Injuries taking toll on WVU defense
MORGANTOWN, W.Va. - Dana Holgorsen tried his best a few times Tuesday to put things in perspective where his West Virginia football team stands in terms of injuries.
"We're pretty beat up,'' Holgorsen said during his weekly press conference. "But it's game 11. Everybody's beat up.''
"We're not going to use it as an excuse,'' he said.
Still, what is happening - and has happened since before the season even began - on the injury front is taking a huge toll on the Mountaineers, particularly the team's defense.
Linebackers Jared Barber and K.J. Dillon - Barber is the team's second-leading tackler and Dillon one of the defense's most versatile parts - are the latest Mountaineers to be scratched for the season. Barber will have surgery for a torn ACL suffered in last week's overtime loss to Texas and be out at least six months. Dillon reacted badly to dehydration he suffered that same night, spent several days in a hospital intensive care unit and won't play again this season, Holgorsen said.
"And then there are 20 other people on this [injury] list that are day-to-day,'' Holgorsen said. "We'll just have to go out there and practice and see how they do.''
As West Virginia (4-6, 2-5 Big 12) prepares for a Saturday game at Kansas (2-7, 0-6), the end of the regular season can't come soon enough for the Mountaineers, at least from an injury point of view.
The loss of Barber and Dillon brings to eight the number of defensive players who have been lost for the season, six of them linebackers. The others are linebackers Doug Rigg (at least for the regular season), Dozie Ezemma, Shaq Petteway and Wes Tonkery, along with cornerback Nana Kyeremeh and lineman Christian Brown. All were starters or at least on the two-deep.
That number doesn't include at least eight other defenders who have missed games (or at least were very limited) because of injuries - Dontrill Hyman, Nick Kwiatkoski, Daryl Worley, Isaiah Bruce, Jewone Snow, Brandon Napoleon, Ricky Rumph and Terrell Chestnut.
Of those 16 players, nine have started games this season or earlier in their careers and all were - or still are - being counted on to play.
How do the Mountaineers replace them? Well, usually by plugging in backups, although many of the former backups are now starters. Holgorsen said it's too late to burn any more redshirts, as he did in the eighth week of the season when he began playing freshman Darrien Howard at nose guard.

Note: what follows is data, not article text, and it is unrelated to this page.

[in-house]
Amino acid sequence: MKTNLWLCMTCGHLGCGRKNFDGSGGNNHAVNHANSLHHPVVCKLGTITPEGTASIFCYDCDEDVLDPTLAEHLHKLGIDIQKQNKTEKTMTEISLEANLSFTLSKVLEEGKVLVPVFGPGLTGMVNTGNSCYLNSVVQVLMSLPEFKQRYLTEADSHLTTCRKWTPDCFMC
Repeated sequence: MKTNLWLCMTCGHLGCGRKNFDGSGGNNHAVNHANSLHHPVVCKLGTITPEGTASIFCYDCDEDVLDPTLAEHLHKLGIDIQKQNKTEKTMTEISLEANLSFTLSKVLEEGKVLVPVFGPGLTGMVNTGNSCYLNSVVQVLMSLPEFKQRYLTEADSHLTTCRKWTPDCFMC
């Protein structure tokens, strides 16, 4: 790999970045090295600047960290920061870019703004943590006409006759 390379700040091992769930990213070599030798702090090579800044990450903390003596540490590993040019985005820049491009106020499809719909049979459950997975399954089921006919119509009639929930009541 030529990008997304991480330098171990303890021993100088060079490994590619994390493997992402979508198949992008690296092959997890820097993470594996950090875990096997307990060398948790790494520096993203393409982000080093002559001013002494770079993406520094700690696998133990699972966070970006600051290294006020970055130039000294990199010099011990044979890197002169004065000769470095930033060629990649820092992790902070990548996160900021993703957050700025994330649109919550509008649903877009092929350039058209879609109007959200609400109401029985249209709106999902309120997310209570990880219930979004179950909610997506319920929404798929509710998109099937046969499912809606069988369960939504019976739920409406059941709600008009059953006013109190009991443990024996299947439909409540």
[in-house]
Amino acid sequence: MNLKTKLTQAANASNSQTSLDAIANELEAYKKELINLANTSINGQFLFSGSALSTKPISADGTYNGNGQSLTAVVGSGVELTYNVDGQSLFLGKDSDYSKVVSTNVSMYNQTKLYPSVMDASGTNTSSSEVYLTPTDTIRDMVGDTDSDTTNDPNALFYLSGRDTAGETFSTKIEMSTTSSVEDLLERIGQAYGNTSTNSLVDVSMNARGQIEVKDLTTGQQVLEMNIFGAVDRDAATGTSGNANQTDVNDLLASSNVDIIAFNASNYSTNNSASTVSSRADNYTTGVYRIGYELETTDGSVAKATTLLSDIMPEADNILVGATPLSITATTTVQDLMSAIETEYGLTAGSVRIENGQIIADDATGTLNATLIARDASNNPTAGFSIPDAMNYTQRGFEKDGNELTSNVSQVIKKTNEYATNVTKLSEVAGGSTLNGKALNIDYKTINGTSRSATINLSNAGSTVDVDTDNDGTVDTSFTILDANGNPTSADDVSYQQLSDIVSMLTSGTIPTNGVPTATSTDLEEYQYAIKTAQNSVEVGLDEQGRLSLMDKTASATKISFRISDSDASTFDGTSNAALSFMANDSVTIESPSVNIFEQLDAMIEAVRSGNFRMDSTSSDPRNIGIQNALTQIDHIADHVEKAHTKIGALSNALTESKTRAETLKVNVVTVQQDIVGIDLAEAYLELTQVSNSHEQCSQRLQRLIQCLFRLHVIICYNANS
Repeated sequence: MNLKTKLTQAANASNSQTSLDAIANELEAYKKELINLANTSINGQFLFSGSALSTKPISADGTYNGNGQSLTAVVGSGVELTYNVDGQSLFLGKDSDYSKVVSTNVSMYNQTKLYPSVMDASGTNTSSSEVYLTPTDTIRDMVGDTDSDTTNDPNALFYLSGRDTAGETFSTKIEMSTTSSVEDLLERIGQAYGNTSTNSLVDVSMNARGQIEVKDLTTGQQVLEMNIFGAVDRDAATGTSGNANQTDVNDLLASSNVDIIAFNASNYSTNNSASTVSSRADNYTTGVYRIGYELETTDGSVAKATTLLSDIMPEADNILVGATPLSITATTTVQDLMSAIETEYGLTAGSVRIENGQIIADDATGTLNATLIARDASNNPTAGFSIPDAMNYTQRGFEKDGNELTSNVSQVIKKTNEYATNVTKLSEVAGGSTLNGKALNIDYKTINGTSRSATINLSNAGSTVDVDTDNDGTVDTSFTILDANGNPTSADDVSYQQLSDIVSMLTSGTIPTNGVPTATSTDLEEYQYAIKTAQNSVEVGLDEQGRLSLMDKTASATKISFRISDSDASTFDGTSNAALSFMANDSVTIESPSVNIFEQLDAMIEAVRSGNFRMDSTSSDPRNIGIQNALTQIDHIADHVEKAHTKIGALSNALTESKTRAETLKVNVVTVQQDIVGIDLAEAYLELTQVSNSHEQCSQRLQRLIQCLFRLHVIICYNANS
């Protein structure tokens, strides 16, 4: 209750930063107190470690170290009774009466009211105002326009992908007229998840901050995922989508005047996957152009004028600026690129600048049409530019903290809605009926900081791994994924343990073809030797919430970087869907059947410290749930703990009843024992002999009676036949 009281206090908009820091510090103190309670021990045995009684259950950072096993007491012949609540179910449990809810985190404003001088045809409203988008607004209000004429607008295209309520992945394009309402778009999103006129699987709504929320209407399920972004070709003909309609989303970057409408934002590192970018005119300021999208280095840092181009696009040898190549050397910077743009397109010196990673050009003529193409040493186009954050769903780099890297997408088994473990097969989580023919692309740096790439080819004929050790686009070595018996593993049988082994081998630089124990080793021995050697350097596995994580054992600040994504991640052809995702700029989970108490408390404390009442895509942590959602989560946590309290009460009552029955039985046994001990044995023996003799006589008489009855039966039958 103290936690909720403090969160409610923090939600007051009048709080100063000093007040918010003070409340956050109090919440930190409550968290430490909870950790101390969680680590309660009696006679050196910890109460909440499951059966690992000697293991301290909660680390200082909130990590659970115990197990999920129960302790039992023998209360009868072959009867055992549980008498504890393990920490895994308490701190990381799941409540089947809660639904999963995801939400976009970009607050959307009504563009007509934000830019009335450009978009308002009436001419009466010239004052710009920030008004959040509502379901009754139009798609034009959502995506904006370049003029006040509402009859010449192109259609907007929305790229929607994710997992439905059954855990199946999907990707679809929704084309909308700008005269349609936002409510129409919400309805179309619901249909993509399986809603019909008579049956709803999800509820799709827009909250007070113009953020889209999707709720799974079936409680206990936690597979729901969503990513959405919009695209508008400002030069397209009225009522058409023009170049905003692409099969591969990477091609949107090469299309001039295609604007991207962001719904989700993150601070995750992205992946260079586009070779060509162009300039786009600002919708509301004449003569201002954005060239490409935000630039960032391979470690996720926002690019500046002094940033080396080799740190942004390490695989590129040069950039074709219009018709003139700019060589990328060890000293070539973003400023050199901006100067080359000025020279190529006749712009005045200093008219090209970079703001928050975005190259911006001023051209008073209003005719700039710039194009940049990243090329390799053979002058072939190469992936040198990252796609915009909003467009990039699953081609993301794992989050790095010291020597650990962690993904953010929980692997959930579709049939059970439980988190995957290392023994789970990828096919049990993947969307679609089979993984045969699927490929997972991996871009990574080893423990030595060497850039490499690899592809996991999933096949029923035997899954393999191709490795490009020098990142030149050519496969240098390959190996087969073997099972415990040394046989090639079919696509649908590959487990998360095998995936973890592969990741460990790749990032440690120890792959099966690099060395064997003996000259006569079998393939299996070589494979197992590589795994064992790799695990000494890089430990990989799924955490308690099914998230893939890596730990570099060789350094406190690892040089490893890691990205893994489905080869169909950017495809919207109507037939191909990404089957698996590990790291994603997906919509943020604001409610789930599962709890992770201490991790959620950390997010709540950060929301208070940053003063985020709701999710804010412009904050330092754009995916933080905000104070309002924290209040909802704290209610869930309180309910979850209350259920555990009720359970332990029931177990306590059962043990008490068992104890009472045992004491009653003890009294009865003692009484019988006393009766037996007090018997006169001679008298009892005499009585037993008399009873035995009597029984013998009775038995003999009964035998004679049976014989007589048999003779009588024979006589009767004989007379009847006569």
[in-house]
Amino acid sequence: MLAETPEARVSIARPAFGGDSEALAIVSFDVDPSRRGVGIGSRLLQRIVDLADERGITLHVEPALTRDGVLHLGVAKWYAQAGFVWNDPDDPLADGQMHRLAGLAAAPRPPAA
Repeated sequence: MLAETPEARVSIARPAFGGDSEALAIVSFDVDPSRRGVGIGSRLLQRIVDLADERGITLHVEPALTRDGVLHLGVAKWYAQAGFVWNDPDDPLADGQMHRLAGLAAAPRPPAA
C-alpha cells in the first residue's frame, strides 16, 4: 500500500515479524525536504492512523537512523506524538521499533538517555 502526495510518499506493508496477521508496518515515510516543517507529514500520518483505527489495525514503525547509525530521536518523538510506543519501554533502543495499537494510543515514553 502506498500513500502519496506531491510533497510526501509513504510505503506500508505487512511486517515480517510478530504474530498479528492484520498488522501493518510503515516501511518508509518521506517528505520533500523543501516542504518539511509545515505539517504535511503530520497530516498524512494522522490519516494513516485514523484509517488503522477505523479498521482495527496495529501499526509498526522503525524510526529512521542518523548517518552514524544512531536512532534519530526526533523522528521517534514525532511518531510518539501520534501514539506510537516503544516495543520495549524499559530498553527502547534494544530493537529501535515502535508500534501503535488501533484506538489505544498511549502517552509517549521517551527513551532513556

"No, it's backup guys like Tyler Anderson. It's backup guys like Jewone Snow,'' Holgorsen said. "Eric Kinsey needs to come on. Darrien Howard needs to take more snaps. Noble [Nwachukwu] needs to take more snaps.
"We've got bodies. Are they seasoned vets? No, but you've got to line 'em up and you've got to go play.''
The problem at linebacker is obviously of particular concern. With both Barber and Rigg out it eliminates the two most experienced inside linebackers, the heart of the defense. Anderson, who was a combination outside linebacker and fourth defensive lineman, can play inside now, along with Snow, who has missed most of the past two seasons with injuries but has been playing special teams of late. It was Snow who blocked Texas' first punt last week.
Kwiatkoski is the team's second-leading active tackler and redshirt freshman Sean Walters can play there.
"That gives you four [inside] linebackers to play with,'' Holgorsen said. "Is it at the level you'd get with Barber and Rigg? No. They don't have the experience. But they need to take advantage of this opportunity and play ball.''
It's not just the injured players who are affected by the injuries, though. With so many players sidelined, depth has become a big issue. Even those who aren't hurt are being asked to play more snaps.
"Depth is a problem. The snaps are starting to pile up,'' Holgorsen said, citing veteran starters like safeties Karl Joseph and Darwin Cook and nose guard Shaq Rowell, who aren't getting many breaks. "The snaps are adding up. We just have to be smart with how we approach the week. We can't go out there and run 40 plays against each other on Tuesday and Wednesday like we've been able to do in the past. We have to be a little bit smarter about our approach and get them to Saturday.
"Luckily those guys have a lot of experience, so we don't need a lot of practice snaps. We just have to get them to the game and then hope they remain healthy once we're in the game."
The significance of the loss of Barber and Dillon is hard to overstate. Dillon had seemed to fill in everywhere, from safety and nickel back earlier in the season and then as a starting linebacker of late. Barber had started the last seven games and was tied for the team lead in tackles with Cook.
"I think [Barber] had another 14 tackles on Saturday and he was playing at an extremely high level,'' Holgorsen said. "He's been one of our team leaders on defense.''
And so against Kansas this week and Iowa State two weekends later, as West Virginia tries to win two games and salvage bowl eligibility, it will have to be with a lot of young players in increasingly more demanding roles, if not as starters then as reserves.
"We've just got to get guys like Marvin Gross and Jeremy Tyler and Darrien Howard [ready to play more],'' Holgorsen said. "Daryl Worley's getting more and more snaps. He played a whale of a game [against Texas]. He played 90-some snaps after coming off of an injury.
"It's their time. You've got to get guys like Ricky Rumph and Brandon Napoleon - who didn't play very much in this past game because they had a little nick here or there - if they're not hurt they need to get out there and play through it. But it's hard for young guys to do that. Daryl Worley did it. Those other guys need to do it, as well.''
Reach Dave Hickman at 304-348-1734 or firstname.lastname@example.org or follow him at Twitter.com/dphickman1.